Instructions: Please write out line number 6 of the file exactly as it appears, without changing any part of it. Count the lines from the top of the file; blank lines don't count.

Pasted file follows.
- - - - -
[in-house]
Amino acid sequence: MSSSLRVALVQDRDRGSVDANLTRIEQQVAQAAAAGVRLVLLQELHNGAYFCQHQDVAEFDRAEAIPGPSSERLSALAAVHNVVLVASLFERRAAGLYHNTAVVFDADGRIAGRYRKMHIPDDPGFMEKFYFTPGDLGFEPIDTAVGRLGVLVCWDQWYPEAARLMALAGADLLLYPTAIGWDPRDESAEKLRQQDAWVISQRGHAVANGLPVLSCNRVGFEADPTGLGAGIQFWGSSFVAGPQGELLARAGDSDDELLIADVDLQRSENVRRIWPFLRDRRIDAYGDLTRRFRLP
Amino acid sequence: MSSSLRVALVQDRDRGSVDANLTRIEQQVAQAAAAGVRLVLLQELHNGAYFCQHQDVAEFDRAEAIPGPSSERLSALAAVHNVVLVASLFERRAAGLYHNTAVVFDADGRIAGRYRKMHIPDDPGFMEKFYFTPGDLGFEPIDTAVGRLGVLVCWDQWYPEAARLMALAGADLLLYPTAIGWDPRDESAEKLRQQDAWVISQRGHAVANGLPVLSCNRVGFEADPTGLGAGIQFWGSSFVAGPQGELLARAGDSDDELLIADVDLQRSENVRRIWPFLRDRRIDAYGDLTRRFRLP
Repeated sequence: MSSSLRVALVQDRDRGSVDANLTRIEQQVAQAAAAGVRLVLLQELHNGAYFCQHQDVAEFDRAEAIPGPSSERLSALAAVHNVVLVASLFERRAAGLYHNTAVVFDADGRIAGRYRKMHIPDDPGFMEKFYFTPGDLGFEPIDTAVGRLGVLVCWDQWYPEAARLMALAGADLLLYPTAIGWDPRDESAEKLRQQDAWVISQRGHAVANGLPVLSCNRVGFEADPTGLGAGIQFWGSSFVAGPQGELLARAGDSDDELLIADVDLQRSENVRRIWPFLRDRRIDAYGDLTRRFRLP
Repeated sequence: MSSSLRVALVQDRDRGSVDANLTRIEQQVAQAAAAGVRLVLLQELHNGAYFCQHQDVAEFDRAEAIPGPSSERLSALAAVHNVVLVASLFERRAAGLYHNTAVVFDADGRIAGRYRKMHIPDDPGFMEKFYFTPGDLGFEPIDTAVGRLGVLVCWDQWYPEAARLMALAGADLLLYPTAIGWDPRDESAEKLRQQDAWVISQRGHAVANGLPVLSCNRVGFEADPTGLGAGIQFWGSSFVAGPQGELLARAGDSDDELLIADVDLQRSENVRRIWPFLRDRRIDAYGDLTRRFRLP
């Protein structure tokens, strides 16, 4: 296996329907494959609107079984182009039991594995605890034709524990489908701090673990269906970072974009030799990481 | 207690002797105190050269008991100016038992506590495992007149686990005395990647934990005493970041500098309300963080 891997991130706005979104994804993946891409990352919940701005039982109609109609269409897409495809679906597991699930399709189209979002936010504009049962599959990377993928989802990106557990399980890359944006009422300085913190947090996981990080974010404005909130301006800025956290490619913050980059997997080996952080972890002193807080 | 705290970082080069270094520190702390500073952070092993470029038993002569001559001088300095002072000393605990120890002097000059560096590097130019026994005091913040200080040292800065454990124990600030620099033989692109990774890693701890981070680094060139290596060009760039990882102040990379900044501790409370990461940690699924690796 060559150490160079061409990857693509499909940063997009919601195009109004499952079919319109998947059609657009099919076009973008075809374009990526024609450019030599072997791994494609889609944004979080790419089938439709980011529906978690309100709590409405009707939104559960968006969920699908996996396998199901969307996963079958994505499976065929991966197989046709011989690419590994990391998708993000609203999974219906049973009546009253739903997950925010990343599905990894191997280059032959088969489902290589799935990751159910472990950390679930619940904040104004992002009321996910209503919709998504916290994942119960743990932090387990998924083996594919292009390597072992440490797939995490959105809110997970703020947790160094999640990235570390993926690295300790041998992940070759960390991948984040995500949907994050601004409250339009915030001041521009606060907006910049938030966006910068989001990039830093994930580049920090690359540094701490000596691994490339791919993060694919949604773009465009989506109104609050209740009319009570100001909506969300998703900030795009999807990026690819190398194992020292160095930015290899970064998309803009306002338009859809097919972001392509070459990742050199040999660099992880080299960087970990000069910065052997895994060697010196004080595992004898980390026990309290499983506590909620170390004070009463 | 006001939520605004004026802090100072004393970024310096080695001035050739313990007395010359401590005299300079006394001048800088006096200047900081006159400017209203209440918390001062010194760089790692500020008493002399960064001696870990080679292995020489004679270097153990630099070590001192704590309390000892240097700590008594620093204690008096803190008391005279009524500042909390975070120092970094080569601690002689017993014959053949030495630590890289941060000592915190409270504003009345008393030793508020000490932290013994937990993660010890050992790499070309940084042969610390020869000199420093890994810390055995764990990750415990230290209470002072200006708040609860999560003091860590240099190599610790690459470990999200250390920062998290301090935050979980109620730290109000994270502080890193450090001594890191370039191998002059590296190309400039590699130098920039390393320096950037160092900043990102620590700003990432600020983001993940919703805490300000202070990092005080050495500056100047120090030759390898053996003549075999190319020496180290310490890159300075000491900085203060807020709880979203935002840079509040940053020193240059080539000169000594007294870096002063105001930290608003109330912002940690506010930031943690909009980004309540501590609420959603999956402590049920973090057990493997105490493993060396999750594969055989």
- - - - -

């Protein structure tokens, strides 16, 4: 296996329907494959609107079984182009039991594995605890034709524990489908701090673990269906970072974009030799990481 | 207690002797105190050269008991100016038992506590495992007149686990005395990647934990005493970041500098309300963080 891997991130706005979104994804993946891409990352919940701005039982109609109609269409897409495809679906597991699930399709189209979002936010504009049962599959990377993928989802990106557990399980890359944006009422300085913190947090996981990080974010404005909130301006800025956290490619913050980059997997080996952080972890002193807080 | 705290970082080069270094520190702390500073952070092993470029038993002569001559001088300095002072000393605990120890002097000059560096590097130019026994005091913040200080040292800065454990124990600030620099033989692109990774890693701890981070680094060139290596060009760039990882102040990379900044501790409370990461940690699924690796 060559150490160079061409990857693509499909940063997009919601195009109004499952079919319109998947059609657009099919076009973008075809374009990526024609450019030599072997791994494609889609944004979080790419089938439709980011529906978690309100709590409405009707939104559960968006969920699908996996396998199901969307996963079958994505499976065929991966197989046709011989690419590994990391998708993000609203999974219906049973009546009253739903997950925010990343599905990894191997280059032959088969489902290589799935990751159910472990950390679930619940904040104004992002009321996910209503919709998504916290994942119960743990932090387990998924083996594919292009390597072992440490797939995490959105809110997970703020947790160094999640990235570390993926690295300790041998992940070759960390991948984040995500949907994050601004409250339009915030001041521009606060907006910049938030966006910068989001990039830093994930580049920090690359540094701490000596691994490339791919993060694919949604773009465009989506109104609050209740009319009570100001909506969300998703900030795009999807990026690819190398194992020292160095930015290899970064998309803009306002338009859809097919972001392509070459990742050199040999660099992880080299960087970990000069910065052997895994060697010196004080595992004898980390026990309290499983506590909620170390004070009463 | 006001939520605004004026802090100072004393970024310096080695001035050739313990007395010359401590005299300079006394001048800088006096200047900081006159400017209203209440918390001062010194760089790692500020008493002399960064001696870990080679292995020489004679270097153990630099070590001192704590309390000892240097700590008594620093204690008096803190008391005279009524500042909390975070120092970094080569601690002689017993014959053949030495630590890289941060000592915190409270504003009345008393030793508020000490932290013994937990993660010890050992790499070309940084042969610390020869000199420093890994810390055995764990990750415990230290209470002072200006708040609860999560003091860590240099190599610790690459470990999200250390920062998290301090935050979980109620730290109000994270502080890193450090001594890191370039191998002059590296190309400039590699130098920039390393320096950037160092900043990102620590700003990432600020983001993940919703805490300000202070990092005080050495500056100047120090030759390898053996003549075999190319020496180290310490890159300075000491900085203060807020709880979203935002840079509040940053020193240059080539000169000594007294870096002063105001930290608003109330912002940690506010930031943690909009980004309540501590609420959603999956402590049920973090057990493997105490493993060396999750594969055989």